I have always heard that zero was invented by the great Indian mathematics scholar, Aryabhatta. But is it true?
Let us for a time being forget about who invented it. Let me provide 2 examples from Ramayana and Mahabharata.
- Ramayana: Ravana had 10 heads.
- Mahabharata: There were 100 Kauravas.
Aryabhatta was in the era of Kalyug. Ramayana took place in Treta Yuga. And Mahabharata took place in Dwapar Yuga.
If 0 / zero was invented in Kaliyug, how was it used and referenced so widely in treta and dwapar yugas?
The answer depends on how you define the word "invention". Aryabhatta utilized the concept of zero in his mathematical work, but he did not ascribe a symbol for it. The oldest documentation of the actual symbol "0" and the origin of the word zero comes from the Persian al-Khwarizmi about 450 years later.
Zero was invented independently by the Babylonians, Mayans and Indians (although some researchers say the Indian number system was influenced by the Babylonians). The Babylonians got their number system from the Sumerians, the first people in the world to develop a counting system. Developed 4,000 to 5,000 years ago, the Sumerian system was positional — the value of a symbol depended on its position relative to other symbols. Robert Kaplan, author of "The Nothing That Is: A Natural History of Zero," suggests that an ancestor to the place holder zero may have been a pair of angled wedges used to represent an empty number column. The Babylonians had symbols for one through to nine as vertical stylus marks. Ten was a horizontal mark. They then continued to add vertical marks to the right of the ten symbol, which got them up to nineteen. They then added another vertical symbol. There was room for about five horizontal marks, and then for sixty, they had to do something else. So, they had a space as a place holder for the 'ones' column, and one in the 'sixties' column. This was in about 3100 BC. However, Charles Seife, author of "Zero: The Biography of a Dangerous Idea," disagrees that the wedges represented a place holders. The Sumerians’ system passed through the Akkadian Empire to the Babylonians around 300 B.C. There, scholars agree, a symbol appeared that was clearly a placeholder — a way to tell 10 from 100 or to signify that in the number 2,025, there is no number in the hundreds column. Initially, the Babylonians left an empty space in their cuneiform number system, but when that became confusing, they added a symbol — double angled wedges — to represent the empty column. However, they never developed the idea of zero as a number.
Some scholars assert that the Babylonian concept wove its way down to India, but others give the Indians credit for developing zero independently. The concept of zero first appeared in India around A.D. 458. Mathematical equations were spelled out or spoken in poetry or chants rather than symbols. Different words symbolized zero, or nothing, such as "void," "sky" or "space." In 628, a Hindu astronomer and mathematician named Brahmagupta developed a symbol for zero — a dot underneath numbers. He also developed mathematical operations using zero, wrote rules for reaching zero through addition and subtraction, and the results of using zero in equations. This was the first time in the world that zero was recognized as a number of its own, as both an idea and a symbol. Perhaps the most fundamental contribution of ancient India to the progress of civilisation is the decimal system of numeration including the invention of the number zero. This system uses 9 digits and a symbol for zero to denote all integral numbers, by assigning a place value to the digits. This system was used in Vedas and Valmiki Ramayana.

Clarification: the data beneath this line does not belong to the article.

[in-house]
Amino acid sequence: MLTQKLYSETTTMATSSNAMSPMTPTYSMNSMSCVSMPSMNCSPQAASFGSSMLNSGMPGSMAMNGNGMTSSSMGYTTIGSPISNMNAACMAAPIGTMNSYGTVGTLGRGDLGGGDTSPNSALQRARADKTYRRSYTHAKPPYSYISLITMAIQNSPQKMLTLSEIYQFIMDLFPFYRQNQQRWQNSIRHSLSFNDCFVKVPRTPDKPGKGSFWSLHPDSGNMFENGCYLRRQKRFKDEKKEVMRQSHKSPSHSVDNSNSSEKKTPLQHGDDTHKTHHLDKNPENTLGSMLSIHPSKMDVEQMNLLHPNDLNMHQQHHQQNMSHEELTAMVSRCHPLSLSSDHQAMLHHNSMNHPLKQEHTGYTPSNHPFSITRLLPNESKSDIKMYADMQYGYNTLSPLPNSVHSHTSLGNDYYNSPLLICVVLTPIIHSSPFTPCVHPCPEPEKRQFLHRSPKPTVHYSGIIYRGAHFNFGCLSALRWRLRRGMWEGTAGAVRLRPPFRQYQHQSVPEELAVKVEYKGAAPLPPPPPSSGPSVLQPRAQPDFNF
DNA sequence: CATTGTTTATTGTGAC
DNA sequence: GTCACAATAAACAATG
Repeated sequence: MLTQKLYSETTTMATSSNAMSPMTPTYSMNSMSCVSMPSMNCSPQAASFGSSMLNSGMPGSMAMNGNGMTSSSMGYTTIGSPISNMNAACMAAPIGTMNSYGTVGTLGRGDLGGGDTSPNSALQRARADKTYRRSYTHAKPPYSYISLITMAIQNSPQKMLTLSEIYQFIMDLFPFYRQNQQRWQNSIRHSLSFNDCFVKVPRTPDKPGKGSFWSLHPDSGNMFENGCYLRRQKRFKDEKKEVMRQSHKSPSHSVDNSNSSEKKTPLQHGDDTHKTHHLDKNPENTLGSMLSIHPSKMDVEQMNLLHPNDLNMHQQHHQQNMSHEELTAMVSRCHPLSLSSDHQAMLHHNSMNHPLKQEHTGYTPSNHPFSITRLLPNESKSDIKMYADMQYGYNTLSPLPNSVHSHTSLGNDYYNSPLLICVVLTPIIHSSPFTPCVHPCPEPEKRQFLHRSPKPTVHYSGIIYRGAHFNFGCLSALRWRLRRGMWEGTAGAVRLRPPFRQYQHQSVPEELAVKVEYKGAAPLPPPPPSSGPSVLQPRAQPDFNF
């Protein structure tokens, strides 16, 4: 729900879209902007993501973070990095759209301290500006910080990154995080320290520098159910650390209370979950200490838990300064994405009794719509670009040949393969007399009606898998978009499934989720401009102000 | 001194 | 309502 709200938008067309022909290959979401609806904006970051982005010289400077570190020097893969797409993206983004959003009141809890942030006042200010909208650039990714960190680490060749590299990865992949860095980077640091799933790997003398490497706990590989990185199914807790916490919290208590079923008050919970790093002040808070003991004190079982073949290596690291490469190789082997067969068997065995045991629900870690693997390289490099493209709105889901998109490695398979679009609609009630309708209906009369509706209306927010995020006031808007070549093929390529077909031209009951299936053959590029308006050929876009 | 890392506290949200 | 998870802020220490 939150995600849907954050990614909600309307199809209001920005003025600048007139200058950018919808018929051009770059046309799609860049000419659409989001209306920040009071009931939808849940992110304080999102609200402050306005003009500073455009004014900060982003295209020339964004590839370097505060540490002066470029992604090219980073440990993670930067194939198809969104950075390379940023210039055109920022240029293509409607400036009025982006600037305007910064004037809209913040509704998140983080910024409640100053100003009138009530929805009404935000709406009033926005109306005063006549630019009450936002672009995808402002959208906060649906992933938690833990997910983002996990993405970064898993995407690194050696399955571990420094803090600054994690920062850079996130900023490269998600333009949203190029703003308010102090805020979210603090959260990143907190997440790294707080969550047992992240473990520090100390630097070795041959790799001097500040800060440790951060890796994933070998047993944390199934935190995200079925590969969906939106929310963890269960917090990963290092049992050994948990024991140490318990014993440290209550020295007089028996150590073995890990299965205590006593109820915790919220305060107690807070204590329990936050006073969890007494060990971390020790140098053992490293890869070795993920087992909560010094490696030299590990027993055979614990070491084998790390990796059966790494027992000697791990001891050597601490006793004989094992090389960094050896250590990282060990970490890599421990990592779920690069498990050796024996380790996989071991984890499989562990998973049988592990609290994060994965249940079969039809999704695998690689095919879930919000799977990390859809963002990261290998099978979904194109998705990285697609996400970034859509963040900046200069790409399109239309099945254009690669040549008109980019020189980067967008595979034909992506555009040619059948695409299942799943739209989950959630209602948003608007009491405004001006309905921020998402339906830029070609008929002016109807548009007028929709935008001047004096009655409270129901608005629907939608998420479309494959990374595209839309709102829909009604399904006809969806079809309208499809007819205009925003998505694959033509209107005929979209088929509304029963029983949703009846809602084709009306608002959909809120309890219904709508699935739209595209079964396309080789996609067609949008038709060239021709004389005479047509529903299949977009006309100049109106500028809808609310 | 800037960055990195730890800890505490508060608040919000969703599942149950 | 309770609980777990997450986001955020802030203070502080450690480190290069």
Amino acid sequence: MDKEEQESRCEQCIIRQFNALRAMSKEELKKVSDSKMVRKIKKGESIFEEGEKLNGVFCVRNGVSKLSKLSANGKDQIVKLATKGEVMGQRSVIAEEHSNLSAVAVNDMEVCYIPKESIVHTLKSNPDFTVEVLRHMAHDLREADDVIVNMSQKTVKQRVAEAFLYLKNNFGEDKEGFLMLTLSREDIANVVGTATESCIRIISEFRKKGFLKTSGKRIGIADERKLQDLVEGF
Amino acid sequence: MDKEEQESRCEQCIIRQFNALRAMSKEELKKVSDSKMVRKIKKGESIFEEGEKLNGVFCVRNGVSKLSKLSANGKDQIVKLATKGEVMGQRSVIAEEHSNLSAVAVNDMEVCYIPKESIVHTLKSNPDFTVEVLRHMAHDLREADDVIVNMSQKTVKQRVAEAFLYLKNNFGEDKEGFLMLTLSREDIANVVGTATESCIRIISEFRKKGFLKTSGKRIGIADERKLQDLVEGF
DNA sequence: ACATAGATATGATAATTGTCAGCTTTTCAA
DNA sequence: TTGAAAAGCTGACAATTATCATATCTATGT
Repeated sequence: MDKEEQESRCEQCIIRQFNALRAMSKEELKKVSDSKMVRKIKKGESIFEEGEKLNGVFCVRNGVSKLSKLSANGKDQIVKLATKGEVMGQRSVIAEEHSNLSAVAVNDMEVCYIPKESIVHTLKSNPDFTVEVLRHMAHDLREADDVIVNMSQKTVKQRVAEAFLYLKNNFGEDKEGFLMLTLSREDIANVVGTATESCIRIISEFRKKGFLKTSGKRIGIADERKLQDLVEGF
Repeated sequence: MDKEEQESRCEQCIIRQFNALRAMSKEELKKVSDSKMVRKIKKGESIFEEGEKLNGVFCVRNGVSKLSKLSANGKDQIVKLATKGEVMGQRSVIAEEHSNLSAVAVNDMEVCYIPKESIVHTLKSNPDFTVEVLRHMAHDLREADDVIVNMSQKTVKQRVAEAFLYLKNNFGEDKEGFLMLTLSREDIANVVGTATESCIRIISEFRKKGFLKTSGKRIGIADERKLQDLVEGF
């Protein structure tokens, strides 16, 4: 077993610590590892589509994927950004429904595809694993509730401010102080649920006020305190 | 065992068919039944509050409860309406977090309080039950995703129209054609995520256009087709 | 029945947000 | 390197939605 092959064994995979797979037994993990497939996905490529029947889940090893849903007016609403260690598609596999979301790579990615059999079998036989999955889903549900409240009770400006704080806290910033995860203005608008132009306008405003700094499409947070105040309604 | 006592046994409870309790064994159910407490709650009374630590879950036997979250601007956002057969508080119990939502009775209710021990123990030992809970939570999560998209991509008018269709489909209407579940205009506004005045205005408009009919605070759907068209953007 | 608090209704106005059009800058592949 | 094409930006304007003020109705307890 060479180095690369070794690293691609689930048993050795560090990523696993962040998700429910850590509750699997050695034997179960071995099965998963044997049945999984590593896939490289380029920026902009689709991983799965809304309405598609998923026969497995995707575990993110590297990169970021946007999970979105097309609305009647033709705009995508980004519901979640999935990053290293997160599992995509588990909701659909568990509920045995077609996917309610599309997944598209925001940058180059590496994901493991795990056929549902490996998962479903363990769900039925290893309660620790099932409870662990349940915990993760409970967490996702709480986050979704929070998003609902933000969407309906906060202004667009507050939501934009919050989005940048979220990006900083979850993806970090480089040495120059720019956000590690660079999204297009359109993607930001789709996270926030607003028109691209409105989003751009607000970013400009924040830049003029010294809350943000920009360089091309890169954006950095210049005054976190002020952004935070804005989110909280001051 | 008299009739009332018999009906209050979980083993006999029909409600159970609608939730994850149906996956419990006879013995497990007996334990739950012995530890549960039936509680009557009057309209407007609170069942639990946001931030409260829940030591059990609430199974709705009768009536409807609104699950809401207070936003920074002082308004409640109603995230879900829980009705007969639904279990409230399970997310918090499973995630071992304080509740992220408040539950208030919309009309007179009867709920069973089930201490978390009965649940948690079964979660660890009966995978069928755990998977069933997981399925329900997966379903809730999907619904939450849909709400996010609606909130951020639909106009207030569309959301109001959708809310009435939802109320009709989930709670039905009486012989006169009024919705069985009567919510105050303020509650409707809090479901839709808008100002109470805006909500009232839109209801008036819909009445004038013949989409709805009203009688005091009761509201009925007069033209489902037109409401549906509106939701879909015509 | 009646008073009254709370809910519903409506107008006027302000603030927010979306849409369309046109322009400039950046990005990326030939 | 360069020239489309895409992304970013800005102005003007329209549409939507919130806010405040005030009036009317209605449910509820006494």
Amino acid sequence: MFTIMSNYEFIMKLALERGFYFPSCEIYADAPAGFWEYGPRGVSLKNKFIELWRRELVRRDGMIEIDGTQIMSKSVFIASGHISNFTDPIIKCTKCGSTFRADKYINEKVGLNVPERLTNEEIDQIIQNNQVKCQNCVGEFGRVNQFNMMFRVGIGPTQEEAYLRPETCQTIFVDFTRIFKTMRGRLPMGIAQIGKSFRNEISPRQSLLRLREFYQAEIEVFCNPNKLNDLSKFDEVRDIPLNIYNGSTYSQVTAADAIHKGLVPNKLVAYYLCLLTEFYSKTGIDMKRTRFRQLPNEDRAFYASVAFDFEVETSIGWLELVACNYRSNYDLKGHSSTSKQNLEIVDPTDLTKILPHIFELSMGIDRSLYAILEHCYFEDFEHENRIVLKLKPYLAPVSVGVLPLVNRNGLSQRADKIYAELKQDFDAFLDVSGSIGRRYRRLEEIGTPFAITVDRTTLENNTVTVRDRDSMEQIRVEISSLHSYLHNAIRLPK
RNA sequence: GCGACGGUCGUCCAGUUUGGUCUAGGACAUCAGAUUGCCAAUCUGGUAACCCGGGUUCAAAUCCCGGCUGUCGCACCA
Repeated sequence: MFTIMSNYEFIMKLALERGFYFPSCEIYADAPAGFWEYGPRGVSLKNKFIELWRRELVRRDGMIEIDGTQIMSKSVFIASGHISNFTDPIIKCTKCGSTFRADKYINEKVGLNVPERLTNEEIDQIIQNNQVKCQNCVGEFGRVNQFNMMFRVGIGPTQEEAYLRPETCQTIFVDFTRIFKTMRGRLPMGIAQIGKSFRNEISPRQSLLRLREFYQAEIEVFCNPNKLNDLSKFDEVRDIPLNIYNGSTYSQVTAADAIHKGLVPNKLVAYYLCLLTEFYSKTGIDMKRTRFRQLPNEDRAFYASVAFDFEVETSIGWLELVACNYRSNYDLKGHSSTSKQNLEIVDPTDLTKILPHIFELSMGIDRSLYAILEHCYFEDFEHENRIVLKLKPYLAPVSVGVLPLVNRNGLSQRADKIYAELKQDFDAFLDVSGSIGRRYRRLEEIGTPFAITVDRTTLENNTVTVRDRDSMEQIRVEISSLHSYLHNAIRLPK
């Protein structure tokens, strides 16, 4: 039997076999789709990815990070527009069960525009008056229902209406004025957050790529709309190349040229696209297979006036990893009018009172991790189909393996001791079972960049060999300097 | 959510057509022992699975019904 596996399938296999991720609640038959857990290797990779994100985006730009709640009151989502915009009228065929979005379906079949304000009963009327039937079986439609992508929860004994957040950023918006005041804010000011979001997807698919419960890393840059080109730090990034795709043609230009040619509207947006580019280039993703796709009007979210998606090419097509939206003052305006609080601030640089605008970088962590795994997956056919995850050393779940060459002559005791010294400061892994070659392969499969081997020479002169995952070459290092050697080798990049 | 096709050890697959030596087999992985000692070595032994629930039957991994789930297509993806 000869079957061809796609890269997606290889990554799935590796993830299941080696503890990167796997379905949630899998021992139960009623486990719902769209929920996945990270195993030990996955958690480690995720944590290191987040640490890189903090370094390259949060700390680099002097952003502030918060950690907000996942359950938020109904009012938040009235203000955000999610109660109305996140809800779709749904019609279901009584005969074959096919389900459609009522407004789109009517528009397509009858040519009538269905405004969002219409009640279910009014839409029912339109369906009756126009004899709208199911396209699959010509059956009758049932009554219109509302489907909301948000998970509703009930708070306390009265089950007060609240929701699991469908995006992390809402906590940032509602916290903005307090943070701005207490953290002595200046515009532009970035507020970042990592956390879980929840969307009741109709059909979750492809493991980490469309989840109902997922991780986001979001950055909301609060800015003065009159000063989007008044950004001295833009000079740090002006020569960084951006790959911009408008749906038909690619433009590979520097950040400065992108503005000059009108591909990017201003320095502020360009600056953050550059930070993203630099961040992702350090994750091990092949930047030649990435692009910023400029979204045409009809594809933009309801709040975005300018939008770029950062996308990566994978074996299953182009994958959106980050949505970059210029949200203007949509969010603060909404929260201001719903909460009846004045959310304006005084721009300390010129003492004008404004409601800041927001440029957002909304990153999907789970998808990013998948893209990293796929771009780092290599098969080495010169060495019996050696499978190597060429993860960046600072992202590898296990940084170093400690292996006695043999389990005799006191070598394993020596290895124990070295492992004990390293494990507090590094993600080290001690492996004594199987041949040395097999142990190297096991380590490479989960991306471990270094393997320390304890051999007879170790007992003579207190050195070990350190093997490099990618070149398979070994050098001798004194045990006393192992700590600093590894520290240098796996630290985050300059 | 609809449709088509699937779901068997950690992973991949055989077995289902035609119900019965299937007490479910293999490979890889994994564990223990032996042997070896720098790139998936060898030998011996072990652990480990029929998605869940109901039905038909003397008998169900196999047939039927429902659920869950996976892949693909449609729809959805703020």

Mohanjodaro and Harappa civilisations (3000 B.C.) also used this system. The ancient Egyptians (5000 B.C.) had a system based on 10, but they didn't use positional notation. Thus to represent 673, they would draw six snares, seven heel bones and three vertical strokes. Babylonians in Mesopotamia (3000 B.C.) had a sexagesimal system using base 60. Greeks and Romans had a cumbersome system (try to write 2376 in Roman numerals). Many civilisations had some concept of "zero" as nothing - for example, if you have two cows and they both die, you are left with nothing. However, the Indians were the first to see that zero can be used for something beyond nothing - at different places in a number, it adds different values. For example, 76 is different from 706, 7006, 760 etc. Brahmgupta (598 AD - 660 AD) was the first to give the rules of operation of zero.